A sermon for the Requiem Eucharist –
Remembering Friends and Members of the Cathedral of St. Philip who have died in the past year
by the Very Rev. Sam Candler
What is the most important thing that Christians do?
Some would say our most important task is to serve the poor. Certainly that is a good and noble thing! Maybe our most important act is to do justice in the world. Yes, we do that, too. Many of us would say “love.” Loving one another is the most important thing we do. Surely we cannot deny that commandment. Christians are to love another, and even our enemies!
Today, however, All Saints Sunday, we do something else. The task today is different from all those I have just enumerated. And it is equally, and extremely, glorious.
Today, the task that we engage in together is remembering. We gather this day to remember. “Remembering” may be one of the most important things that Christians do.
In the liturgy, every Sunday, and maybe every day, we remember. The prayer that the priest says at the altar always includes remembering Jesus Christ among us. We recall his birth, life, suffering, and death. We remember his words. We remember his resurrection.
Then—mysteriously, wonderfully, tremendously—as we remember Jesus, he becomes real to us. He is present with us. When we remember his body and his blood, they become real for us in the bread and wine of Eucharist. “Do this in remembrance of me,” Jesus said. That remembrance feeds and strengthens us. That remembrance nourishes us to perform all the other important tasks of being a Christian in the world. Remembrance comes even before serving the poor, doing justice, loving one another. Remembrance feeds those acts.
Today, we also remember the saints who have gone before us. The people whose names we will recite in a few minutes are the members of our families and friends who have died in the past year. You knew them well, very well. They are people you have touched and loved; and they touched and loved you.
It is worth remembering them. They are the saints who have gone before, and who are yet still with us, too.
I know, I know. Maybe there were plenty of days when the person you are remembering today did not act like much of a saint. Maybe sometimes you remember all the things about your loved one that they did NOT happen to mention at the funeral!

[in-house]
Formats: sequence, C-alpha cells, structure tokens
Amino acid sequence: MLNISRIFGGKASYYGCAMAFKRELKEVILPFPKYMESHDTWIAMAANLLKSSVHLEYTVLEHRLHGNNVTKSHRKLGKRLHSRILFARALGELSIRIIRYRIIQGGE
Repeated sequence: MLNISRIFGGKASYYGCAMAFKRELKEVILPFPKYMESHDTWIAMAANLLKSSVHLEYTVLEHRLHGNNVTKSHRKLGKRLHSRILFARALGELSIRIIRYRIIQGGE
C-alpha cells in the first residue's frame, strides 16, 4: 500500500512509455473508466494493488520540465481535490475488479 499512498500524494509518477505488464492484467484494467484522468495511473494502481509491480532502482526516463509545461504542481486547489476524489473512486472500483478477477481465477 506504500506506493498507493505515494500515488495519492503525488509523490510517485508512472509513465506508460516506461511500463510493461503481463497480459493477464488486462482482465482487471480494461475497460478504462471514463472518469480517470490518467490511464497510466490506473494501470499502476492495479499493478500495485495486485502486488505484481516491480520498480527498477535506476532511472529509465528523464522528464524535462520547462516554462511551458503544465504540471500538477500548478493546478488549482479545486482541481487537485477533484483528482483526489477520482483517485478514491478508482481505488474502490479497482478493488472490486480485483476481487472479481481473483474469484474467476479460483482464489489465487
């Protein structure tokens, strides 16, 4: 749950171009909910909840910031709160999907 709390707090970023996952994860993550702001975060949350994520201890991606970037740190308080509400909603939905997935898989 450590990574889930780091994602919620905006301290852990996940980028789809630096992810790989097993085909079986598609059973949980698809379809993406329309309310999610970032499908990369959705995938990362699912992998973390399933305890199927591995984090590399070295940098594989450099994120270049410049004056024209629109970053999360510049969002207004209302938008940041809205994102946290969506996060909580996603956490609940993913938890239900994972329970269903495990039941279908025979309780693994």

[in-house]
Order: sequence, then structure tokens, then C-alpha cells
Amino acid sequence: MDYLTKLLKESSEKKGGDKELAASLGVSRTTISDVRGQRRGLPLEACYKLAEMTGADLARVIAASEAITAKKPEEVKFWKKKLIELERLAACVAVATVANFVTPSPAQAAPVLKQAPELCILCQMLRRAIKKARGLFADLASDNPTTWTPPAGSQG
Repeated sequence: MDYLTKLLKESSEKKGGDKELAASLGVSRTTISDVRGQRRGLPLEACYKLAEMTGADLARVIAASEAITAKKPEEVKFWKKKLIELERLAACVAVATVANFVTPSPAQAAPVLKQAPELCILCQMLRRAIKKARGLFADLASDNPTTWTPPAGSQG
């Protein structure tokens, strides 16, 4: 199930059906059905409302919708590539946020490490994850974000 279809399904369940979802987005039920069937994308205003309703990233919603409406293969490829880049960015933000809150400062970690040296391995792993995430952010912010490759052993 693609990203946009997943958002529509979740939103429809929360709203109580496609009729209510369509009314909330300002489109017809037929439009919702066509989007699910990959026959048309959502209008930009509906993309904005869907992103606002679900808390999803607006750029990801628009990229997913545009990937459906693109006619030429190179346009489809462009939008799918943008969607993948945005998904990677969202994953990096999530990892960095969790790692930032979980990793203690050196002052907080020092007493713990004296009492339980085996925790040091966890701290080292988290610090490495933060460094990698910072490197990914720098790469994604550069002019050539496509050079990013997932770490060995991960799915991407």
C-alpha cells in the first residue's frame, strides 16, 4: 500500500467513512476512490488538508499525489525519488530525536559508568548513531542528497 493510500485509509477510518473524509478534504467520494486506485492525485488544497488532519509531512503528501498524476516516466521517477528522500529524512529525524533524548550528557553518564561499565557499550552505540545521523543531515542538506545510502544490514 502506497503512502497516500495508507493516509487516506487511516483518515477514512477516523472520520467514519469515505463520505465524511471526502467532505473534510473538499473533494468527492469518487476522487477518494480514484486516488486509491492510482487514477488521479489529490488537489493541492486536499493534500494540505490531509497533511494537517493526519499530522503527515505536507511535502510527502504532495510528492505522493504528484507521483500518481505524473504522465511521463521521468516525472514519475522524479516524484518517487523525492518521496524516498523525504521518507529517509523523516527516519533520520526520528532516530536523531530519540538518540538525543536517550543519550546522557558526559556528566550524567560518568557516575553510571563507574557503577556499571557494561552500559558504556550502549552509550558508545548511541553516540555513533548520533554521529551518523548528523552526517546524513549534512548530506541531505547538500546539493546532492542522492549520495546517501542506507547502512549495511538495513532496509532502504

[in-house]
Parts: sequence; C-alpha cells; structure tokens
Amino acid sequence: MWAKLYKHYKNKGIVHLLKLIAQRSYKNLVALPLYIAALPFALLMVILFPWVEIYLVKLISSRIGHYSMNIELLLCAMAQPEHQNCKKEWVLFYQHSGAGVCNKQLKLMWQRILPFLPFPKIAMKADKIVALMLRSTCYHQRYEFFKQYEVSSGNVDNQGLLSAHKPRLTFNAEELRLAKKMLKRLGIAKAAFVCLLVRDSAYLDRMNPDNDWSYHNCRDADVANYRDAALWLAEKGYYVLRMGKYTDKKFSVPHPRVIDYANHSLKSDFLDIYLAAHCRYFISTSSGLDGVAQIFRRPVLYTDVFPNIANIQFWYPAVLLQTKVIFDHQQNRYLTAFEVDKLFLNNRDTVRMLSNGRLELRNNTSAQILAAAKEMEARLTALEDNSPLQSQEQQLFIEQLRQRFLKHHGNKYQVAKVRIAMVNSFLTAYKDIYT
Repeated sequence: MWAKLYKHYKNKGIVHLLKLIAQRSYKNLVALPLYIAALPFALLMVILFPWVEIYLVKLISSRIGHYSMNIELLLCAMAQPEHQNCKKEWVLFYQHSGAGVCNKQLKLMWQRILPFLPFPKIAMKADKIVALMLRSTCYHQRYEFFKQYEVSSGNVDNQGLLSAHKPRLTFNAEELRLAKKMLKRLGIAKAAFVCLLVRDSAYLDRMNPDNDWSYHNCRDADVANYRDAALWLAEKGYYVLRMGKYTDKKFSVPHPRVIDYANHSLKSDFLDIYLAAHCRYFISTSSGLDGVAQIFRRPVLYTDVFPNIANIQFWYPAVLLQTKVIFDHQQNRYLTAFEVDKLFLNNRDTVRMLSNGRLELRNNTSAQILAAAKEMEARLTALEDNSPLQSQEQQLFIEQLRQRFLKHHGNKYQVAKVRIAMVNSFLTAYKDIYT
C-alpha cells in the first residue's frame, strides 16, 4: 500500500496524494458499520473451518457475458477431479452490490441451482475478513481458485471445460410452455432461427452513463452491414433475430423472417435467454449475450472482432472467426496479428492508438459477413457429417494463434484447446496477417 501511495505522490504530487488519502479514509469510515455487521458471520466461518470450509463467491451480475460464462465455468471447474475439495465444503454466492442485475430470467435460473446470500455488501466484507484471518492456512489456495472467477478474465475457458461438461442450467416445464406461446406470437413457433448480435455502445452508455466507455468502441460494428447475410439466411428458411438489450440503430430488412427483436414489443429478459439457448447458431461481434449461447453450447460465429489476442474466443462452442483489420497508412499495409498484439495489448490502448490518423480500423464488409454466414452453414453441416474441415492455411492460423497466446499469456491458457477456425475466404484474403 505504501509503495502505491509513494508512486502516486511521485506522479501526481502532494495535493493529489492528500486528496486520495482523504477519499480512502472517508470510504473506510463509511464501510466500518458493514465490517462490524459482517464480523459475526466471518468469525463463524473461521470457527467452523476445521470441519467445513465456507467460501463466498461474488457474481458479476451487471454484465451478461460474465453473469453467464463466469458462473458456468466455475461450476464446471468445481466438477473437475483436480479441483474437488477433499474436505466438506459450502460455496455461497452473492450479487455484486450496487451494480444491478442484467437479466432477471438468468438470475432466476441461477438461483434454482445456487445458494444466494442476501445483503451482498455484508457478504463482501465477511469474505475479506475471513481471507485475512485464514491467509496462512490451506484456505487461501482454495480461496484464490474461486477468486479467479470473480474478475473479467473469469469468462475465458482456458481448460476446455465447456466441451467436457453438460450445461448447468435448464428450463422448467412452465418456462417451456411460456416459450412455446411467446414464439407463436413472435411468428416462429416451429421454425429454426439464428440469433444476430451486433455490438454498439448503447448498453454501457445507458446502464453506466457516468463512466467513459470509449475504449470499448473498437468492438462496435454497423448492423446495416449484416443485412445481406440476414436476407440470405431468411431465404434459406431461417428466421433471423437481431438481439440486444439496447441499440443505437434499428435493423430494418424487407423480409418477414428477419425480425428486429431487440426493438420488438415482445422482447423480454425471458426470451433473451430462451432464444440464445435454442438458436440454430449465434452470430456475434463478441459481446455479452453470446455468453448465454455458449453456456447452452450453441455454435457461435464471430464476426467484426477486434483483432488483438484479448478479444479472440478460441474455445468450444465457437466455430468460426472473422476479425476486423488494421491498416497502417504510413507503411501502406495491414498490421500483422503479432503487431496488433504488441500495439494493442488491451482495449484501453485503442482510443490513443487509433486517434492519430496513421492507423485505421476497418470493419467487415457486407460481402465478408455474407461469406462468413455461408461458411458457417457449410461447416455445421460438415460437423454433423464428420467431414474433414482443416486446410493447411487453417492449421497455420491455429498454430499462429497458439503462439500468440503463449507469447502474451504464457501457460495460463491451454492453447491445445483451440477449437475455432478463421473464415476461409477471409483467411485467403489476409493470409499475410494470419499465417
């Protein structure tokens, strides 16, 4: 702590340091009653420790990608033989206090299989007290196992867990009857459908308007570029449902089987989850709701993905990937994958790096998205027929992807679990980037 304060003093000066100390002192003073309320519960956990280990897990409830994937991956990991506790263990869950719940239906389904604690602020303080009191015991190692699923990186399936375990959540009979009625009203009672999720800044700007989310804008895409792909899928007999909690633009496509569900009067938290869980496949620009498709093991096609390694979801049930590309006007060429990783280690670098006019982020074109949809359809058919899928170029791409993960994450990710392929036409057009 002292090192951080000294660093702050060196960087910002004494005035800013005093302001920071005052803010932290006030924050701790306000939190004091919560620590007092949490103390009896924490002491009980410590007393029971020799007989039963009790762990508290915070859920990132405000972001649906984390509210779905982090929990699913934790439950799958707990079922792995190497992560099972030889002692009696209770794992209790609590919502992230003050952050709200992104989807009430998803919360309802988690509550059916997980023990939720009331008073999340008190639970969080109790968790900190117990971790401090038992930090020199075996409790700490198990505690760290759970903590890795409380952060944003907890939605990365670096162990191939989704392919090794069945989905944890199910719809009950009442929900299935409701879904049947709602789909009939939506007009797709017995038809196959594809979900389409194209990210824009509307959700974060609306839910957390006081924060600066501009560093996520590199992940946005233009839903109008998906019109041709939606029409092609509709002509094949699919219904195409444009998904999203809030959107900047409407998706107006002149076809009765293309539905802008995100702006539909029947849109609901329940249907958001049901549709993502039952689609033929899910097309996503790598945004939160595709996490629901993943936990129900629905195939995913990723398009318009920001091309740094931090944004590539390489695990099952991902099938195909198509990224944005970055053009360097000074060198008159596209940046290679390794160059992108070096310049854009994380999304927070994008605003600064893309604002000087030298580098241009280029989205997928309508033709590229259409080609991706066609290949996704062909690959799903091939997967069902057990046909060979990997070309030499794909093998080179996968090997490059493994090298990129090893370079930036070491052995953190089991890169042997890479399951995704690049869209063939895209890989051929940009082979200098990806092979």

That’s okay. And maybe that even proves the point. God does not require perfection and completion here on the earth. God uses real flesh and blood, incomplete bodies who struggle and bleed, who get angry and lose their temper, who cry and laugh, and whom we continue to love in the deepest way.
They are saints whom we remember today, because they showed us something of the holy. Maybe they did not realize it, and maybe we did not realize it at the time. But they showed us some glimpse of divine love. And what a memory that is.
The most important thing we can do for them is to remember them. And the most important thing we can do for ourselves, and for others, is to remember them. Remember those who have passed this way before. They are saints.
They have died, and – Lo! They live! They live, too, when we remember them.
And, today, they live in another way. When they lived on this earth, they were incomplete, imperfected, just as each of us is still unfinished, incomplete, not yet perfected. When we remember the saints today, it is good to remember their past; but remember, too their present. Today, at this moment, they are in that heavenly state of completion and perfection. (Like being in a World Series parade!)
By “perfection,” I do not mean that the saints are utterly pure and sterile, and without idiosyncracies and personalities. They still have all those wonderful, and maybe sometimes irritating habits. But they are now finished, perfected, completed, in their journeys. That is what we remember today. Remember their perfection, and you have a glimpse of heavenly glory!
Remember, today. It is the most important thing we do as Christians. When we remember, we make real the kingdom of God.
The Very Reverend Samuel G. Candler
Dean of the Cathedral of St. Philip